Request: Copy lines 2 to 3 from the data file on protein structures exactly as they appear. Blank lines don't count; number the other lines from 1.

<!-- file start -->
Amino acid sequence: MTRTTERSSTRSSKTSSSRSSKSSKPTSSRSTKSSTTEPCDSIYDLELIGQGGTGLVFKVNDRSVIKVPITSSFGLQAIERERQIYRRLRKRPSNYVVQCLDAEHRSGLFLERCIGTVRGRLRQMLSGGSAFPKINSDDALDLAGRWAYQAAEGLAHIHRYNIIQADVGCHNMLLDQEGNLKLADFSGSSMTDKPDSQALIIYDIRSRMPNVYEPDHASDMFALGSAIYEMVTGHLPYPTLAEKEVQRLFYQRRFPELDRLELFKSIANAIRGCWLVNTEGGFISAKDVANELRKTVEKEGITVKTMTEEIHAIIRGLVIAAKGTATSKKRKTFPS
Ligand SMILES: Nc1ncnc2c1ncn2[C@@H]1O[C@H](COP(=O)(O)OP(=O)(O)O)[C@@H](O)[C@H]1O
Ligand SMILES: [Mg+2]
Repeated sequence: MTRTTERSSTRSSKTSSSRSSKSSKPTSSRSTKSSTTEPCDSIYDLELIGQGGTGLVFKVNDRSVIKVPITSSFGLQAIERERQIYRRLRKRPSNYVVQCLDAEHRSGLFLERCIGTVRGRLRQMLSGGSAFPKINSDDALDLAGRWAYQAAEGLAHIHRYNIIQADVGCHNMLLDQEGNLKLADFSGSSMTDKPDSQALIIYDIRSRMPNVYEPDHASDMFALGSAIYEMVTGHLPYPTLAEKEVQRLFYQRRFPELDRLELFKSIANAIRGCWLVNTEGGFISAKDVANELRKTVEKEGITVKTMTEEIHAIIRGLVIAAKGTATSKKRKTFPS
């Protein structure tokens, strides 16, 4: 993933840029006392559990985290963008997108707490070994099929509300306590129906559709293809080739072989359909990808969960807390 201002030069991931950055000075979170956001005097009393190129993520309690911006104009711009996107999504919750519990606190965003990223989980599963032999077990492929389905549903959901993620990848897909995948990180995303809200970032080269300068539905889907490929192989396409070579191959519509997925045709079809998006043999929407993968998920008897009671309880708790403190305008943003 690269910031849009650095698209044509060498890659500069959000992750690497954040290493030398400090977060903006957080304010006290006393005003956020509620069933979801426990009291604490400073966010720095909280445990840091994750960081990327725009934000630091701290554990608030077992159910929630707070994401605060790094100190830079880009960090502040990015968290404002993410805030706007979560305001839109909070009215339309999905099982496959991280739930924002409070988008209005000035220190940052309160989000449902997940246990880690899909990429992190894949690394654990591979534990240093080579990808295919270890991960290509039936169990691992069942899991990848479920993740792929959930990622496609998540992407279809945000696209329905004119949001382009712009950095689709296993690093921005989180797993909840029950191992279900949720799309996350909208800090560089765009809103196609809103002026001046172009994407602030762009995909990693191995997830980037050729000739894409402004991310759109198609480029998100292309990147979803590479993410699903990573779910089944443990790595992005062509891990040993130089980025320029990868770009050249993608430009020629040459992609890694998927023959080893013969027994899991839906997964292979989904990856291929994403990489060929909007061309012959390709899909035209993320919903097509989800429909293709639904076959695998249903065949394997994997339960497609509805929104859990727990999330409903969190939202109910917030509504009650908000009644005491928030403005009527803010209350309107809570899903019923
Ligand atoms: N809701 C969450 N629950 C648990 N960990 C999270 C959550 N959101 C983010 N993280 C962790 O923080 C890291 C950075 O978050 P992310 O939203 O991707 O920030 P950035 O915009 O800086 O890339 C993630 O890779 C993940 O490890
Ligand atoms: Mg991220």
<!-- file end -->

Ligand SMILES: Nc1ncnc2c1ncn2[C@@H]1O[C@H](COP(=O)(O)OP(=O)(O)O)[C@@H](O)[C@H]1O
Ligand SMILES: [Mg+2]